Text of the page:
CARP to Finance Ministers in Prince Edward Island: Now is the Time for Action on Pension Reform

June 10, 2010

TORONTO, ON: On the eve of the Finance Ministers’ meeting in PEI, CARP has released an open letter to Canada’s Ministers of Finance urging action on pension reform click here to read the open letter.
The time for discussions has passed, and now is the moment for political leadership and concrete action.

CARP has been at the forefront of the growing consensus that understands that real changes need to be made to the pension system. CARP’s recommendations are based on the concerns of both working and retired Canadians across the country and have been confirmed by numerous experts in the field of pension reform, most recently in a new report from TD Economics click here to read the full report.

“Our members, in particular, are watching for clear political leadership and concrete action. They are waiting for a blueprint for pension reform, not more talk and they want a seat at the policy setting table. The Finance Ministers should heed the expert commentary, including pension industry insiders and economists who agree with public calls for urgent reform”, said Susan Eng, Vice President, Advocacy of CARP.

“CARP members have steadfastly supported a universally accessible supplementary plan that is mandatory and provides adequate defined benefits. Despite early detractors, this model represents the growing consensus among those supporting reform”, added Eng.

CARP will also be polling its members on their willingness to take political action to reinforce their demands in its regular e-newsletter CARP ActionOnline to be issued later today. The results will be available by Monday when the ministers emerge from their weekend meeting and are likely to re-confirm the members’ willingness to act.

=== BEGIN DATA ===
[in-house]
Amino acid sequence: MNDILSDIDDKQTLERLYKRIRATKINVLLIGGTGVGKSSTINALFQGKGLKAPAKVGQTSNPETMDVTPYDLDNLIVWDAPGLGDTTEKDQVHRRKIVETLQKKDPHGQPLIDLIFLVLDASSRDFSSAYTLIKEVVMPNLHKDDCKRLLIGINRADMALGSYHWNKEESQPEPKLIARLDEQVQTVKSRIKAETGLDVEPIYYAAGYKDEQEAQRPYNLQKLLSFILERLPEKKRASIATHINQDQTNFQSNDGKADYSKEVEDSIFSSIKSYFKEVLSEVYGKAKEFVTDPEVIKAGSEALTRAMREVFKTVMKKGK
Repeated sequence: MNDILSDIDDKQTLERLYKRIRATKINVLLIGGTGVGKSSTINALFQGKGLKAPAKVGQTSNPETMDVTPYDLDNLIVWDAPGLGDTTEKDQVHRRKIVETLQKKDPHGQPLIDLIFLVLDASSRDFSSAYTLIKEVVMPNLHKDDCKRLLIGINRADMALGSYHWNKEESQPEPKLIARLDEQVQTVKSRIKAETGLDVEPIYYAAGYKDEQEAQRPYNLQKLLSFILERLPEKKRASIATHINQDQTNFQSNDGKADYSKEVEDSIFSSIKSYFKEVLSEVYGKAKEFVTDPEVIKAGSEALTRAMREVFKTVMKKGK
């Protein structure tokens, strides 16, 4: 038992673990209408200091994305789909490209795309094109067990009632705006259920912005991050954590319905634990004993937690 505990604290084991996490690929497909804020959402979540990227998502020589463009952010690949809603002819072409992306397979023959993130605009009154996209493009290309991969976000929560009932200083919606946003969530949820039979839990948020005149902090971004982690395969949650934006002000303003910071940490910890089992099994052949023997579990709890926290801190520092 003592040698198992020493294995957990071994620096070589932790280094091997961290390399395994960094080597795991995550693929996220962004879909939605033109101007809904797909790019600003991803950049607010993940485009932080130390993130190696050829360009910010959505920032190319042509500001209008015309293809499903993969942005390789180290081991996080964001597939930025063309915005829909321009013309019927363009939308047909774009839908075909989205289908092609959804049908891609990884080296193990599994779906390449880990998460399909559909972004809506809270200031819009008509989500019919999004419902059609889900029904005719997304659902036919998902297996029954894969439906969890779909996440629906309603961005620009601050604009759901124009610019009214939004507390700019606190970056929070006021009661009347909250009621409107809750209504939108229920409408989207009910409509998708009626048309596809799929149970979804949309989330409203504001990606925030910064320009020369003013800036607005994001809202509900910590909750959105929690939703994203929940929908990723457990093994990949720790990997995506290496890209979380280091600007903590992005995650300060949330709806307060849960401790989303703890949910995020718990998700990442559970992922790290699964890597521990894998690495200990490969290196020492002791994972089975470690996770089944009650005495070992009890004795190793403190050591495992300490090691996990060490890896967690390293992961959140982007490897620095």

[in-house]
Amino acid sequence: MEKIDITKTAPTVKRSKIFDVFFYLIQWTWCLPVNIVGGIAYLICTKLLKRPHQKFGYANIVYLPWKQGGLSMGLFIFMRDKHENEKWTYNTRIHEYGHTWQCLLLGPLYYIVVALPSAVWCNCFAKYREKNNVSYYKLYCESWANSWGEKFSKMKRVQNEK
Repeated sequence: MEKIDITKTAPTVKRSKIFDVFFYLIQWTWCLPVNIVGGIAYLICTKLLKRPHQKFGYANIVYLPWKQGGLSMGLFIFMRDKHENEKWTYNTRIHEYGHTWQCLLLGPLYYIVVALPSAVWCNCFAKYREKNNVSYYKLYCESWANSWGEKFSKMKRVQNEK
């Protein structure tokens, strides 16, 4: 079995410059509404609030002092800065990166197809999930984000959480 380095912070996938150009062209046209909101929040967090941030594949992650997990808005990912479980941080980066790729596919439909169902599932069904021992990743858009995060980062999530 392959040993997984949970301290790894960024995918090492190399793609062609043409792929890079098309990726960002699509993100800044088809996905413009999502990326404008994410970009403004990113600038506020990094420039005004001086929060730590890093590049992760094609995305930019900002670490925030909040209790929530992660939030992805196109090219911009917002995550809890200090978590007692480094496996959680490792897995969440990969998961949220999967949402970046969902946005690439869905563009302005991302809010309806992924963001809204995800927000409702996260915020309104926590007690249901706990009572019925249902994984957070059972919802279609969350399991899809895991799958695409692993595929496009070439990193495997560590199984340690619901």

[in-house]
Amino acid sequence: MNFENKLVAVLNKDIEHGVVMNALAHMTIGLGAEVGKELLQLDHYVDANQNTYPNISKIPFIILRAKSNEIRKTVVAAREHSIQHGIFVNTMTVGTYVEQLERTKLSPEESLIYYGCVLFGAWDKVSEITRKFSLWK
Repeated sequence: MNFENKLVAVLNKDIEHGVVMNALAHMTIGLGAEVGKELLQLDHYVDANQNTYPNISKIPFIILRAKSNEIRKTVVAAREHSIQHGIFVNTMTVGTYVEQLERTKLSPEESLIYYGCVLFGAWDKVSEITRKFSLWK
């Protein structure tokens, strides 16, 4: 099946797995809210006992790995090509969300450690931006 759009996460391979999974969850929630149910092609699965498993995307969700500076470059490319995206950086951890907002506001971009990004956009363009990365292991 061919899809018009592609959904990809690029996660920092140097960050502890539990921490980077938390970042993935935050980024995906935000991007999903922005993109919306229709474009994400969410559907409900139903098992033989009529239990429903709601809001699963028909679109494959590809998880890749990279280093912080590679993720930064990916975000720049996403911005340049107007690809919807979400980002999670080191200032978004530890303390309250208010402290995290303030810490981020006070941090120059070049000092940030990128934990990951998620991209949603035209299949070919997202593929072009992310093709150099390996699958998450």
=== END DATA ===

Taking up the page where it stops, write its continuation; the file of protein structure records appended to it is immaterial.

“The protracted delays have only served to make Canadians more aware of the need for addressing retirement security concerns and probably more willing to make it count at the ballot box. So further delay is not a good option,” added Eng.

The Open Letter not only calls for immediate action on pension reform, but also reminds the Ministers of Finance of what’s at stake.


Approximately 11 million Canadians, or 60 % of the Canadian work force do not have access to a workplace pension plan, and those who do are less likely now than in the past to belong to dependable defined benefit plans, which can produce 40 percent more in ultimate benefits than defined contribution plans. An estimated one in three Canadians retires without retirement savings today and recent expert research has indicated that from 20% to 33% of Canadians have inadequate retirement savings.

Those with savings but without workplace pensions have their hard-earned savings invested in costly privately managed funds. As the experience of the last two years has shown, these individual retirement savings are particularly vulnerable to market downturns and do not benefit from the advantages of risk sharing and economies of scale of workplace pensions. In 2008, Canadians with privately managed retirement accounts experienced real losses of 21.4 percent, an amount many older working Canadians and retirees will not have the time to recover.

In Canada, income replacement rates are approximately 44 percent of average earnings, well below the 60-70 percent recommended by most experts and the 59 percent across other OECD countries. Savings adequacy is a particular concern for women, who typically earn less over their working lives than men do and have longer expected life spans, both of which contribute to inadequate retirement incomes.